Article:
Step 2: Add the three main parameters that you’ll want to track.
Source: This tells Google where traffic is coming from
Medium: This tells Google what kind of source it’s coming from, so paid, social, or email as examples
Name: This is (obviously) whatever you’re naming your campaign. Try to make it simple but distinct enough that you don’t get campaigns confused.
As you type these three data pieces in, you’ll see that a URL being auto-generated.
You can also add in campaign medium or term, which are simply two extra boxes to allow you to differentiate between links and their purpose. This is particularly helpful for A/B testing.
Step 3: Click on “Copy URL” and paste it into your email newsletter (ad, social, etc…) instead of your regular “untagged” link.
If you’re looking how to track UTM links in GA4, then this is pretty easy too.
You simply need to head to Acquisition > Campaigns.
Ruler Analytics allows you to track UTM link performance too. You can break it down by each field; source, campaign and content. This allows you to group campaign content easier to see how larger content pushes are working, and to get more visibility on how channels and content types are working to drive more leads and revenue.
Learn more about what data you can see in Ruler, here.
Here, you’re going to see how many visits you received from your campaign, how long they stayed on your website, how many pages on average they visited while they were there, the bounce rate and conversions.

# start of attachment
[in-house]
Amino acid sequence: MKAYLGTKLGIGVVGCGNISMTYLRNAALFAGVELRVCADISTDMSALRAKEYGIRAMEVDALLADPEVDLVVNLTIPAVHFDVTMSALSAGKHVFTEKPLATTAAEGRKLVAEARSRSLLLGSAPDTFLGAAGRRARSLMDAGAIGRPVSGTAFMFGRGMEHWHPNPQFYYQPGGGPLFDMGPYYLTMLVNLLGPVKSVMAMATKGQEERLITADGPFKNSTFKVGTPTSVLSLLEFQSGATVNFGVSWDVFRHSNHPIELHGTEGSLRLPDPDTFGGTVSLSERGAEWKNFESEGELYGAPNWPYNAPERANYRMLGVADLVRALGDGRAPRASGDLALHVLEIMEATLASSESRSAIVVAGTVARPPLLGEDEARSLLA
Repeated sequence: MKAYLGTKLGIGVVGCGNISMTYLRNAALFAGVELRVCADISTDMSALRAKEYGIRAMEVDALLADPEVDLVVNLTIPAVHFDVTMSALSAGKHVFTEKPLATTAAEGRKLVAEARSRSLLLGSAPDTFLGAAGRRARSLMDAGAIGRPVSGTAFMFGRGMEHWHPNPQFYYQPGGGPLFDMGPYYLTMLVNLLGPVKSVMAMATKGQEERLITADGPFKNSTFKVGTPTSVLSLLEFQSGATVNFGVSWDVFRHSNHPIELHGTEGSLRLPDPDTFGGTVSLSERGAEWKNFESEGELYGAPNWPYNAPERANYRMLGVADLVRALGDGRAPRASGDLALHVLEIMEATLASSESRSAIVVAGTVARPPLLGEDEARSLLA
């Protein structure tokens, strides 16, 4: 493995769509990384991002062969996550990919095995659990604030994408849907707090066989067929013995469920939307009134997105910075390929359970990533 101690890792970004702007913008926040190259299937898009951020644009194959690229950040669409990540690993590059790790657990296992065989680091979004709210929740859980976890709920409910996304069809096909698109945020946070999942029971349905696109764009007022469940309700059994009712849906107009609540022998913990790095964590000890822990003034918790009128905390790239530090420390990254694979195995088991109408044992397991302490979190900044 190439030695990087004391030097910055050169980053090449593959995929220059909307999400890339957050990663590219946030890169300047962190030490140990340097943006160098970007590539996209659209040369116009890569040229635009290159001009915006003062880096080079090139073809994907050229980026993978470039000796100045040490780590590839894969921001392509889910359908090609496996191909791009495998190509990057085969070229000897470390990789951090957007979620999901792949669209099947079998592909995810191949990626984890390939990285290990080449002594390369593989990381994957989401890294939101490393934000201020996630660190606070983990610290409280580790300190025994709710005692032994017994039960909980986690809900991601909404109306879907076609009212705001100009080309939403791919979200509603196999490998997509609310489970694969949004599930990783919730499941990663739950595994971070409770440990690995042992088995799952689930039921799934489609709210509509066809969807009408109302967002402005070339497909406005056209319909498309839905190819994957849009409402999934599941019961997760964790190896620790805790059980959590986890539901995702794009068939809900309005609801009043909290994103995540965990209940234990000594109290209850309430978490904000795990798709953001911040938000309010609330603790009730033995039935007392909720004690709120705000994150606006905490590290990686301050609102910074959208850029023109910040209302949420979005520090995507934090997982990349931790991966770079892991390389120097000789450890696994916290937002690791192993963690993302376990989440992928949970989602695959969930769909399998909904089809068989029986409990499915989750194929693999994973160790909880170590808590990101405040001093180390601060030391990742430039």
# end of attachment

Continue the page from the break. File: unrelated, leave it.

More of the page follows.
If your website is eCommerce, then you’ll see sales automatically attributed against these links too.
This is a great way of proving how bottom of the funnel content, like emails, are working to drive users over the line.
🚀 Pro Tip
Don’t have an eCommerce site? Don’t worry. Ruler can join the dots between your offline sales and your online leads. Find out how Ruler Analytics attributes closed sales back to your marketing here.
Once your Google Analytics 4 is set up and running, to set up link tracking, you need to do the following:
Link clicks are a great starting point.
But they only scratch the surface when it comes to understanding how your marketing is driving results for your bottom line.
In fact, for a lot of marketers, a lot of guesswork is involved to prove their ROI.
And that’s not how it should be.
Do you struggle with tracking because of:
Well, we can help.
Ruler is a marketing attribution tool.
By integrating your website (using a tool like Ruler), and your preferred marketing apps like GA or ad platforms with Google or Bing, you can start to properly attribute your sales back to the campaigns that influenced them.
Someone visits your website. They clicked on a campaign URL you created. Ruler can scrape and hold onto that data, and pool all of the session data for that person.
When they convert into a lead, whether that’s by phone, live chat or form submission, Ruler will fire the session data over to your CRM (or wherever you’re holding your customer data).
Ruler will continue to track, while you work hard to convert them into a sale.
When that hard work pays off, and you place a revenue against that user, Ruler will scrape it and automatically fire it back into applications like Google Analytics.
What does that mean?
Well, as well as call tracking, proper monitoring of your form submissions and live chat, you’ll get real data into how your campaigns are impacting your sales.
So say goodbye to guesswork when it comes to reporting!